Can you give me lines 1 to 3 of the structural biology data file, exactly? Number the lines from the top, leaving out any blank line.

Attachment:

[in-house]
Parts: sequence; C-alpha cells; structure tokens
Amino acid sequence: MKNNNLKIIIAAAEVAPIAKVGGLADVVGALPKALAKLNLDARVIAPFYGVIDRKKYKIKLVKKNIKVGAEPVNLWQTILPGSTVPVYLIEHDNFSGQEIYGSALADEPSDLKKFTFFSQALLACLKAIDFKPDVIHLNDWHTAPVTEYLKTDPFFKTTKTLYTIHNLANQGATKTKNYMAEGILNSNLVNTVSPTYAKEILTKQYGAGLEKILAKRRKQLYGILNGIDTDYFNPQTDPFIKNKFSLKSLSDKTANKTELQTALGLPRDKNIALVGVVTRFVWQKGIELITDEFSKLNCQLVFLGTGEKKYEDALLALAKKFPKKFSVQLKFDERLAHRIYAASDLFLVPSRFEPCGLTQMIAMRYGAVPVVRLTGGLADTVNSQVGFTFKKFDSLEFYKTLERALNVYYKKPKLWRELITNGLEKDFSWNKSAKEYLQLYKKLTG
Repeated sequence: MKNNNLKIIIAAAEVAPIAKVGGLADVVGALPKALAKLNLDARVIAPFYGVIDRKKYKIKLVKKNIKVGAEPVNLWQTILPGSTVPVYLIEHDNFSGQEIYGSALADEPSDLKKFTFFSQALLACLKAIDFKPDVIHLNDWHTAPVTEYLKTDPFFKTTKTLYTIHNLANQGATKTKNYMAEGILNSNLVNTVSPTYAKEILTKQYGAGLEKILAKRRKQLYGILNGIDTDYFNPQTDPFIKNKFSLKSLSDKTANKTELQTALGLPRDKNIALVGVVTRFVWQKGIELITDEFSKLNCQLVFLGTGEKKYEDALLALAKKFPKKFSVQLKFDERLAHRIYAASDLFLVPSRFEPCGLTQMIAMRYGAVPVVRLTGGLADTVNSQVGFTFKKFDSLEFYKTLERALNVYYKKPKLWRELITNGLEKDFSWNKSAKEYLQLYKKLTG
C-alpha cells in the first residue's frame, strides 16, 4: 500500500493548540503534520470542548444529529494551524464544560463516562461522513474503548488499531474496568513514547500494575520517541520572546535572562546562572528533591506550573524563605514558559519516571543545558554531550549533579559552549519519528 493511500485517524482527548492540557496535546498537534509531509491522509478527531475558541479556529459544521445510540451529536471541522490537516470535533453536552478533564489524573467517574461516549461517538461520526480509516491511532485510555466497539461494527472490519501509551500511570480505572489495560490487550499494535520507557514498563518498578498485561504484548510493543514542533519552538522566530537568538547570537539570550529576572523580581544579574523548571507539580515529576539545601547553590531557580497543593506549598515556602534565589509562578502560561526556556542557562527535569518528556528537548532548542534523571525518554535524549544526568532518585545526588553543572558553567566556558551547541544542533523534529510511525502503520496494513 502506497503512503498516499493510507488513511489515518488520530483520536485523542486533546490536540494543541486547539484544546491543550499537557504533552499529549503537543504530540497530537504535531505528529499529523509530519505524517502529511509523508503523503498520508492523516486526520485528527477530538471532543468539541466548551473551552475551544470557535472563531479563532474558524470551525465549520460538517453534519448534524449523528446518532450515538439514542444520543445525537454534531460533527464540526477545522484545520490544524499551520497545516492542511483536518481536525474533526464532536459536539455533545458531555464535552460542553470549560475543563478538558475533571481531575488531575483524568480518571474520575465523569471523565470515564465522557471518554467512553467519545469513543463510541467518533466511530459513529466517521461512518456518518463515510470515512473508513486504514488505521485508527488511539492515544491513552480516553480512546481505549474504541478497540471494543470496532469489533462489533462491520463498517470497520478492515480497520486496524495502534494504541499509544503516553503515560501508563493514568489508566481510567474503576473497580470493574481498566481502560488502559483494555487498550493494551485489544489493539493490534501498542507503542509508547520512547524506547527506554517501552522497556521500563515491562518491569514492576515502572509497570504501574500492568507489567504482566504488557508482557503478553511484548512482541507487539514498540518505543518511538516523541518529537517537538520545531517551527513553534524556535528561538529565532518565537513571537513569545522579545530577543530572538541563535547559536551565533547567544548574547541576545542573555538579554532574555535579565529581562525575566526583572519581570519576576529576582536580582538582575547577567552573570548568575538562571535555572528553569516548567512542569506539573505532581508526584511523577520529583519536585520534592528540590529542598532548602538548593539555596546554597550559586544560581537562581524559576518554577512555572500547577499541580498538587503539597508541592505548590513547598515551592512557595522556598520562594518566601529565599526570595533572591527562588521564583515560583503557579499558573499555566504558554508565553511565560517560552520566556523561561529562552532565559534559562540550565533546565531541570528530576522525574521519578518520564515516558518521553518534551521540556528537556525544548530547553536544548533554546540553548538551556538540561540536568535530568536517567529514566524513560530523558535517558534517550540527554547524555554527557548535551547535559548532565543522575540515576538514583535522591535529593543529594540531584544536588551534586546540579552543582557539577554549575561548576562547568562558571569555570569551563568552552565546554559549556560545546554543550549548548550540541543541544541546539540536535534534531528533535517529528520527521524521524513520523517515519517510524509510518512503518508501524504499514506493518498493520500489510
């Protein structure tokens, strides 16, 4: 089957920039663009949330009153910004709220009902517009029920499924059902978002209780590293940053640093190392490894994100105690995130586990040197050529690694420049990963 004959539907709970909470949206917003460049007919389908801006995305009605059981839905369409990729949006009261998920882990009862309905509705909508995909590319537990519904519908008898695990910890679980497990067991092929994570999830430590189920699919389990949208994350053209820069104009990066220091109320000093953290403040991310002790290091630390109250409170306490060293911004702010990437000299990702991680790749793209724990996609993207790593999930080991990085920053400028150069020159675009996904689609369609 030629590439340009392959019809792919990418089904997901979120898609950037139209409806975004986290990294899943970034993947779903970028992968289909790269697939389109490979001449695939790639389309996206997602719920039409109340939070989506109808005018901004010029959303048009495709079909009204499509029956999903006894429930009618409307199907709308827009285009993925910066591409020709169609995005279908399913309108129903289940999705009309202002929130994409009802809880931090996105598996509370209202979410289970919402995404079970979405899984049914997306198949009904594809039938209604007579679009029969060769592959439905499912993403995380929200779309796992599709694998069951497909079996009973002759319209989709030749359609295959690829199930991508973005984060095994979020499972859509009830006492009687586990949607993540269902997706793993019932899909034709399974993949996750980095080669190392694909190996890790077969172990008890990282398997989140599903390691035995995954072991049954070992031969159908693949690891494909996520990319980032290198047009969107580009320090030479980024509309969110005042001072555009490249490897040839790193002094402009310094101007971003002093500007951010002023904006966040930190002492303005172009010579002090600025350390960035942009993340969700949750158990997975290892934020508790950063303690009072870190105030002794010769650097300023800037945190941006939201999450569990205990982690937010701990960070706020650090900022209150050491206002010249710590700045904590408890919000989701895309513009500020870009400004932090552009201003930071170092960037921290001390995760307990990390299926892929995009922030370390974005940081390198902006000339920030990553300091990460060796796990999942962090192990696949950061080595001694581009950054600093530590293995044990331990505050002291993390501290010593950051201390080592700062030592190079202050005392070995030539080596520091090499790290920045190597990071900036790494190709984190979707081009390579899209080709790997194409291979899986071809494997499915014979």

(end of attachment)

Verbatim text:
[in-house]
Parts: sequence; C-alpha cells; structure tokens
Amino acid sequence: MKNNNLKIIIAAAEVAPIAKVGGLADVVGALPKALAKLNLDARVIAPFYGVIDRKKYKIKLVKKNIKVGAEPVNLWQTILPGSTVPVYLIEHDNFSGQEIYGSALADEPSDLKKFTFFSQALLACLKAIDFKPDVIHLNDWHTAPVTEYLKTDPFFKTTKTLYTIHNLANQGATKTKNYMAEGILNSNLVNTVSPTYAKEILTKQYGAGLEKILAKRRKQLYGILNGIDTDYFNPQTDPFIKNKFSLKSLSDKTANKTELQTALGLPRDKNIALVGVVTRFVWQKGIELITDEFSKLNCQLVFLGTGEKKYEDALLALAKKFPKKFSVQLKFDERLAHRIYAASDLFLVPSRFEPCGLTQMIAMRYGAVPVVRLTGGLADTVNSQVGFTFKKFDSLEFYKTLERALNVYYKKPKLWRELITNGLEKDFSWNKSAKEYLQLYKKLTG